Vanillaware doesn't develop video games as much as they create interactive works of bewitchingly eye-popping art. Each one of their efforts is a painstakingly constructed moving portrait that makes games that may be gunning for a more realistic graphical approach appear comparatively mundane. Two thousand and nine's Muramasa: The Demon Blade, a Wii exclusive, was no exception to this established pattern of visual majesty. However, when weighed against the company's prior near-masterpiece, 2007's Odin Sphere, it seemed to be lacking in depth of gameplay, often relying too much on tedious hack-and-slash mechanics to progress its Shogun-era-set tale of evil swords and interwoven fates. Muramasa Rebirth brings the fantastical journey of possessed princess Momohime and amnesia-stricken ninja Kisuke to the PlayStation Vita, faithfully upholding the quality of its predecessor's comely aesthetics, yet falls short of thoroughly correcting many of the problems that halted it from being held in the same high regard as the remainder of Vanillaware's virtually spotless output.
Muramasa Rebirth can stand alongside Gravity Rush and Guacamelee! as one of the best-looking games the system has to offer, its character designs and backdrops are never less than jaw-droppingly divine. Yet, where those soon-to-be-classic titles thrive because of their rock-solid innovations, Muramasa Rebirth occasionally falters as a portable port because of its refusal to use the Vita's technological capabilities for anything other than enhancing things strictly on a superficial level. As with the Wii version, Momohime and Kisuke have no differentiating core abilities, essentially being controlled very similarly; their backtracking-filled quests are basically rearranged mirror images with the only variation being climactic boss battles and the content of text windows. That being said, the new dialogue translations presented in Muramasa Rebirth trump the original by a fair margin; the fresh localization renders the twin narratives decidedly more coherent, fleshing out the personalities of the lead protagonists with both dark humor and a weightier emotional tone.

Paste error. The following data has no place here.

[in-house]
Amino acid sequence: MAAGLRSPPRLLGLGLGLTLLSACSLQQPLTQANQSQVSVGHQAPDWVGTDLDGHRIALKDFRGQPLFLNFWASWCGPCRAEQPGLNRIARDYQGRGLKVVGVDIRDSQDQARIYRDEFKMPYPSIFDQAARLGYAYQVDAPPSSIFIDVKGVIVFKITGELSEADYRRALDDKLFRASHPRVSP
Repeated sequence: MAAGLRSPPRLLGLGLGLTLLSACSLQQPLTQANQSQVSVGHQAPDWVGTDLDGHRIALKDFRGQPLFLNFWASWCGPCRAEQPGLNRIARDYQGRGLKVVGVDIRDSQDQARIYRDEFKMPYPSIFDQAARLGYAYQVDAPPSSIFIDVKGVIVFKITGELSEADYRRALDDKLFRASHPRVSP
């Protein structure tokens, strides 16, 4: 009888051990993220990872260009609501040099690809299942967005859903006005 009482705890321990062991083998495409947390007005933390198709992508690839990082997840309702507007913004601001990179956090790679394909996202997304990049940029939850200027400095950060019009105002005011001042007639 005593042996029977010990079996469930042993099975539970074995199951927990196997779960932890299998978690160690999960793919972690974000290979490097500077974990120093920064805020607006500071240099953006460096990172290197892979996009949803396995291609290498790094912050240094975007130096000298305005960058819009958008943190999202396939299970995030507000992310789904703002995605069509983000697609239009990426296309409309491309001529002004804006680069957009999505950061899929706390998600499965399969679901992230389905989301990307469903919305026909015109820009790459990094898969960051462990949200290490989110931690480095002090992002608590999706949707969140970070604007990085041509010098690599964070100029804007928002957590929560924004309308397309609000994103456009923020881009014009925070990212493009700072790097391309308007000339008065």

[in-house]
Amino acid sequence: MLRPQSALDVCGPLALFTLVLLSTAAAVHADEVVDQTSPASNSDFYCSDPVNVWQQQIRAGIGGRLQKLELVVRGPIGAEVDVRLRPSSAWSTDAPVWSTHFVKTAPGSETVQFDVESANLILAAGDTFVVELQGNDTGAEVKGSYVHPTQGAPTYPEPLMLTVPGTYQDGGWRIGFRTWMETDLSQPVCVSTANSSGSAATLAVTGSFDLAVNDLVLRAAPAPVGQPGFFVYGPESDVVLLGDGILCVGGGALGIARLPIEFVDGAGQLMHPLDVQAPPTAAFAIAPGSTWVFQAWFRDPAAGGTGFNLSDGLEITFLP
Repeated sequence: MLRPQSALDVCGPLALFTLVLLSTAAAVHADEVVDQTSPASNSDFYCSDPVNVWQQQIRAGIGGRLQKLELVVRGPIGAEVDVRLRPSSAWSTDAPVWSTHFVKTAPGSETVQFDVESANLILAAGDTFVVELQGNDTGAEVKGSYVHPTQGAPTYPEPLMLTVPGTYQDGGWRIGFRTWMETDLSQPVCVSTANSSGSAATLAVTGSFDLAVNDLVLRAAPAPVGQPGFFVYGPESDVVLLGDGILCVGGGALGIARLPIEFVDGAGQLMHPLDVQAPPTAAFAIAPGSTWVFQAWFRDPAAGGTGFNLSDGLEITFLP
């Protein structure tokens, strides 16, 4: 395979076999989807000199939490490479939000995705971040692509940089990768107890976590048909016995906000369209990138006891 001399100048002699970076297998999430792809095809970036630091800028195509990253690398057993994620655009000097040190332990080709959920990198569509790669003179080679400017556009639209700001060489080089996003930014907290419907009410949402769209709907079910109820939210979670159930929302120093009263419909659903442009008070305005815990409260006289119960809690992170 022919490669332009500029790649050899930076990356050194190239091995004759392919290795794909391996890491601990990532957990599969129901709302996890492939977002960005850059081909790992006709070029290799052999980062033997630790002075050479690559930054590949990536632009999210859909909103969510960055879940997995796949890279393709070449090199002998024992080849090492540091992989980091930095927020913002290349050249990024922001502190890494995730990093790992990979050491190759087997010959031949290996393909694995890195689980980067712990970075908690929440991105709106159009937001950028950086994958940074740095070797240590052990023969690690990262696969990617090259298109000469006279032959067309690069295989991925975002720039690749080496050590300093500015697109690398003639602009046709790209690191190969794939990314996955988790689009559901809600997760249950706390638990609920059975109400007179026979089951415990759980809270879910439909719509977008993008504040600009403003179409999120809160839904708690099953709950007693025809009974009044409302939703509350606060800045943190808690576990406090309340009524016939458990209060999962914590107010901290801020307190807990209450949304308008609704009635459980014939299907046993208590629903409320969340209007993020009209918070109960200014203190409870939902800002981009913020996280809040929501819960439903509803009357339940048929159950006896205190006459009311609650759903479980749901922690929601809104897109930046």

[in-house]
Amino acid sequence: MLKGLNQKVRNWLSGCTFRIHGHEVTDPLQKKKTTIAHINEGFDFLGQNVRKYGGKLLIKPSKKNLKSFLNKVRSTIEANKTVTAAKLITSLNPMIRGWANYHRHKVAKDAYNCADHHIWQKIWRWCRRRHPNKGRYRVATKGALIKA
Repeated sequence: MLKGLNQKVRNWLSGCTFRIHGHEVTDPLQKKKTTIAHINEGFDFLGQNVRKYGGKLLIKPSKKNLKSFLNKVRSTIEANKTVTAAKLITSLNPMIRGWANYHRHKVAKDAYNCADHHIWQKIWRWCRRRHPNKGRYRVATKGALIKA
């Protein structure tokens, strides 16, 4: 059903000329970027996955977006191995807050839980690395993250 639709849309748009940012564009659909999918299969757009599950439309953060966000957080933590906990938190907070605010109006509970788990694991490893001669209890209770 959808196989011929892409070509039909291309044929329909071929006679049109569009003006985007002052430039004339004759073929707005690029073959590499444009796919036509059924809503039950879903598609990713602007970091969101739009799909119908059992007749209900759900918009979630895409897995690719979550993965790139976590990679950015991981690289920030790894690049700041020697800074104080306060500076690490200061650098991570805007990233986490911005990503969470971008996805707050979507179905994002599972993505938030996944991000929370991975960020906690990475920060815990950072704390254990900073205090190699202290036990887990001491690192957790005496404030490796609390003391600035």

Combat was the biggest issue with Muramasa: The Demon Blade, and Muramasa Rebirth doesn't make much of an attempt to change that. While the first few hours of artful, exquisite enemy-slaying may be a delight, the steady monotony of grunt foes in combination with the limited nature of attack repertoires becomes bothersome by the time switching over to another character is necessary. Sure, you can craft stronger weapons along the way, but there isn't enough defined contrast between katanas to really make an impact on the outcome of crucial altercations. Doubling back through previously cleared areas to move on to the next is still a sporadic aggravation, which could have been fixed with the addition of quick-travel, but Vanillaware, uncharacteristically, opted not to go the extra mile here. Thankfully, every inch of Muramasa Rebirth is a pleasure to look at. Whether it be dashing through shadowy forests, lush fields, or serene snowscapes, the attention to detail is never less than momentous, single-handedly warranting a playthrough even for Muramasa veterans.
The inclusion of four DLC characters, each with their own separate storylines, is a nice touch, but having to pay for newness that should have already been added to the game in the first place could be viewed as nothing but a wily cash-grab. Yes, Muramasa Rebirth, with all its HD magnificence, is undeniably the definitive rendition of Muramasa, but the cost for such beauty seems to be a lack of advancement in the gameplay department. Even with this minor bump in the road, Vanillaware's reputation remains intact, and the upcoming eagerly anticipated release of Dragon's Crown is sure to be met with much fanfare, erasing the need for second thoughts about how great Muramasa Rebirth could be had it been carefully repainted and waxed rather than extensively spit-shined.